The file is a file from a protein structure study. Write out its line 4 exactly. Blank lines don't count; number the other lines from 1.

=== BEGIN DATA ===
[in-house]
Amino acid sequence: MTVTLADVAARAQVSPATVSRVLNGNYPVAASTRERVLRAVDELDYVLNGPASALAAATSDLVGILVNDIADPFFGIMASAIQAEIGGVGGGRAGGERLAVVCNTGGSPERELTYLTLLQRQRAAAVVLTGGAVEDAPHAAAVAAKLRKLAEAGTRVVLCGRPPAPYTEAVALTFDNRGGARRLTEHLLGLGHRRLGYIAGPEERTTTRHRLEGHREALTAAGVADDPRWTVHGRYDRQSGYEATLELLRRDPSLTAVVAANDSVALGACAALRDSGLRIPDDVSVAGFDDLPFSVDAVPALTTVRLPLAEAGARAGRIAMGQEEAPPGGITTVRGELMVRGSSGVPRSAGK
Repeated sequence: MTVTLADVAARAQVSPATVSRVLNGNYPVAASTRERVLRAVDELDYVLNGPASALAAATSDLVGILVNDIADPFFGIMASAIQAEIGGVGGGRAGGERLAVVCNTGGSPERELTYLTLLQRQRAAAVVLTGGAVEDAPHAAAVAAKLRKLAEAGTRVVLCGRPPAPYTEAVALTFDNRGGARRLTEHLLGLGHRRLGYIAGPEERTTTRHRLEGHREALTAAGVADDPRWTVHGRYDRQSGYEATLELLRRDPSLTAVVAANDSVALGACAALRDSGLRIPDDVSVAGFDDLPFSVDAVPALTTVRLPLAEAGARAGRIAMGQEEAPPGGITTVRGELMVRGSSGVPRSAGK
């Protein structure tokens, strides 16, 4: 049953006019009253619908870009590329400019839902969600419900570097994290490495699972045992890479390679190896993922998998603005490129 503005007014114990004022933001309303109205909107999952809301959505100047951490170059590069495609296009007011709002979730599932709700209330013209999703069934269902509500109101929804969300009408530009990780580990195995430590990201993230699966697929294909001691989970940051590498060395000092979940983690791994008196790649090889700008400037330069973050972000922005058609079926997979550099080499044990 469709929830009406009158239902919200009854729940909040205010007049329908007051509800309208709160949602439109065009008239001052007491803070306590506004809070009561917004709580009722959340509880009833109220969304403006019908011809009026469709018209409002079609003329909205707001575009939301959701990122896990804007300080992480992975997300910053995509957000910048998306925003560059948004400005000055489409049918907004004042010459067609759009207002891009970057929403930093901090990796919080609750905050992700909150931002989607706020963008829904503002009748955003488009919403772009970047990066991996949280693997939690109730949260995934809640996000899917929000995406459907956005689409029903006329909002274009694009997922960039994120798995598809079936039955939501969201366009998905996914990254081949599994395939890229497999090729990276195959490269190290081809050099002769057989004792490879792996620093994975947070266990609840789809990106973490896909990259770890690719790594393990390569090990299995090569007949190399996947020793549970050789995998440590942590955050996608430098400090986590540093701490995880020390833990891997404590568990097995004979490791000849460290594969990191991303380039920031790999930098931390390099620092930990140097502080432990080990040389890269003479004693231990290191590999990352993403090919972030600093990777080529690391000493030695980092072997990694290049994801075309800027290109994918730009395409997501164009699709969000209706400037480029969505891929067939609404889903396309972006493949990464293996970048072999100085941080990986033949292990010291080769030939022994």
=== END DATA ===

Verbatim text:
């Protein structure tokens, strides 16, 4: 049953006019009253619908870009590329400019839902969600419900570097994290490495699972045992890479390679190896993922998998603005490129 503005007014114990004022933001309303109205909107999952809301959505100047951490170059590069495609296009007011709002979730599932709700209330013209999703069934269902509500109101929804969300009408530009990780580990195995430590990201993230699966697929294909001691989970940051590498060395000092979940983690791994008196790649090889700008400037330069973050972000922005058609079926997979550099080499044990 469709929830009406009158239902919200009854729940909040205010007049329908007051509800309208709160949602439109065009008239001052007491803070306590506004809070009561917004709580009722959340509880009833109220969304403006019908011809009026469709018209409002079609003329909205707001575009939301959701990122896990804007300080992480992975997300910053995509957000910048998306925003560059948004400005000055489409049918907004004042010459067609759009207002891009970057929403930093901090990796919080609750905050992700909150931002989607706020963008829904503002009748955003488009919403772009970047990066991996949280693997939690109730949260995934809640996000899917929000995406459907956005689409029903006329909002274009694009997922960039994120798995598809079936039955939501969201366009998905996914990254081949599994395939890229497999090729990276195959490269190290081809050099002769057989004792490879792996620093994975947070266990609840789809990106973490896909990259770890690719790594393990390569090990299995090569007949190399996947020793549970050789995998440590942590955050996608430098400090986590540093701490995880020390833990891997404590568990097995004979490791000849460290594969990191991303380039920031790999930098931390390099620092930990140097502080432990080990040389890269003479004693231990290191590999990352993403090919972030600093990777080529690391000493030695980092072997990694290049994801075309800027290109994918730009395409997501164009699709969000209706400037480029969505891929067939609404889903396309972006493949990464293996970048072999100085941080990986033949292990010291080769030939022994």